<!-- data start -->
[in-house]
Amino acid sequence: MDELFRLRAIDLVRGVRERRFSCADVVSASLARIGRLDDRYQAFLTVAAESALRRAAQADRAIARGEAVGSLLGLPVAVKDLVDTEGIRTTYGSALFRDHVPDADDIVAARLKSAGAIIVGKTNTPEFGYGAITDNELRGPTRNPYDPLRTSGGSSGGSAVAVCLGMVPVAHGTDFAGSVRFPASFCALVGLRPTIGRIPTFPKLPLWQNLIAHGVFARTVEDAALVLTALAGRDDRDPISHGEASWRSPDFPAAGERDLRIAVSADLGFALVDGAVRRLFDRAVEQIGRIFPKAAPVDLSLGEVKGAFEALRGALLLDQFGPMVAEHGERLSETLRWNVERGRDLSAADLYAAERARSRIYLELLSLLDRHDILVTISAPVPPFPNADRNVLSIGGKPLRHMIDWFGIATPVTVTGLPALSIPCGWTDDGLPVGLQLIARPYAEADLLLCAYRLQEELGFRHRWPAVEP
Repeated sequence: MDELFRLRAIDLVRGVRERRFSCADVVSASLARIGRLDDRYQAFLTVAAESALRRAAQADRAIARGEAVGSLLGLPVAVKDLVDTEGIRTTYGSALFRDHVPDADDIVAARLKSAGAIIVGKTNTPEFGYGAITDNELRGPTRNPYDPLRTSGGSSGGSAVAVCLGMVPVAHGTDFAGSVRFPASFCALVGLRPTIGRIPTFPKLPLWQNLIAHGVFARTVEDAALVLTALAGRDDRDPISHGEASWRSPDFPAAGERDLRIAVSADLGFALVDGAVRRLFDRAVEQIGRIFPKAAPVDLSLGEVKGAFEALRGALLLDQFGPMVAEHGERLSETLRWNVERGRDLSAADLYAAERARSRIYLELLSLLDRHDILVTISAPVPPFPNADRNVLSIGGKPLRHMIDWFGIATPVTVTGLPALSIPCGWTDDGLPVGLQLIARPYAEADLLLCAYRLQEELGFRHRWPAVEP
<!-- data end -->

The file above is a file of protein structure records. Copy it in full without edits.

[in-house]
Amino acid sequence: MDELFRLRAIDLVRGVRERRFSCADVVSASLARIGRLDDRYQAFLTVAAESALRRAAQADRAIARGEAVGSLLGLPVAVKDLVDTEGIRTTYGSALFRDHVPDADDIVAARLKSAGAIIVGKTNTPEFGYGAITDNELRGPTRNPYDPLRTSGGSSGGSAVAVCLGMVPVAHGTDFAGSVRFPASFCALVGLRPTIGRIPTFPKLPLWQNLIAHGVFARTVEDAALVLTALAGRDDRDPISHGEASWRSPDFPAAGERDLRIAVSADLGFALVDGAVRRLFDRAVEQIGRIFPKAAPVDLSLGEVKGAFEALRGALLLDQFGPMVAEHGERLSETLRWNVERGRDLSAADLYAAERARSRIYLELLSLLDRHDILVTISAPVPPFPNADRNVLSIGGKPLRHMIDWFGIATPVTVTGLPALSIPCGWTDDGLPVGLQLIARPYAEADLLLCAYRLQEELGFRHRWPAVEP
Repeated sequence: MDELFRLRAIDLVRGVRERRFSCADVVSASLARIGRLDDRYQAFLTVAAESALRRAAQADRAIARGEAVGSLLGLPVAVKDLVDTEGIRTTYGSALFRDHVPDADDIVAARLKSAGAIIVGKTNTPEFGYGAITDNELRGPTRNPYDPLRTSGGSSGGSAVAVCLGMVPVAHGTDFAGSVRFPASFCALVGLRPTIGRIPTFPKLPLWQNLIAHGVFARTVEDAALVLTALAGRDDRDPISHGEASWRSPDFPAAGERDLRIAVSADLGFALVDGAVRRLFDRAVEQIGRIFPKAAPVDLSLGEVKGAFEALRGALLLDQFGPMVAEHGERLSETLRWNVERGRDLSAADLYAAERARSRIYLELLSLLDRHDILVTISAPVPPFPNADRNVLSIGGKPLRHMIDWFGIATPVTVTGLPALSIPCGWTDDGLPVGLQLIARPYAEADLLLCAYRLQEELGFRHRWPAVEP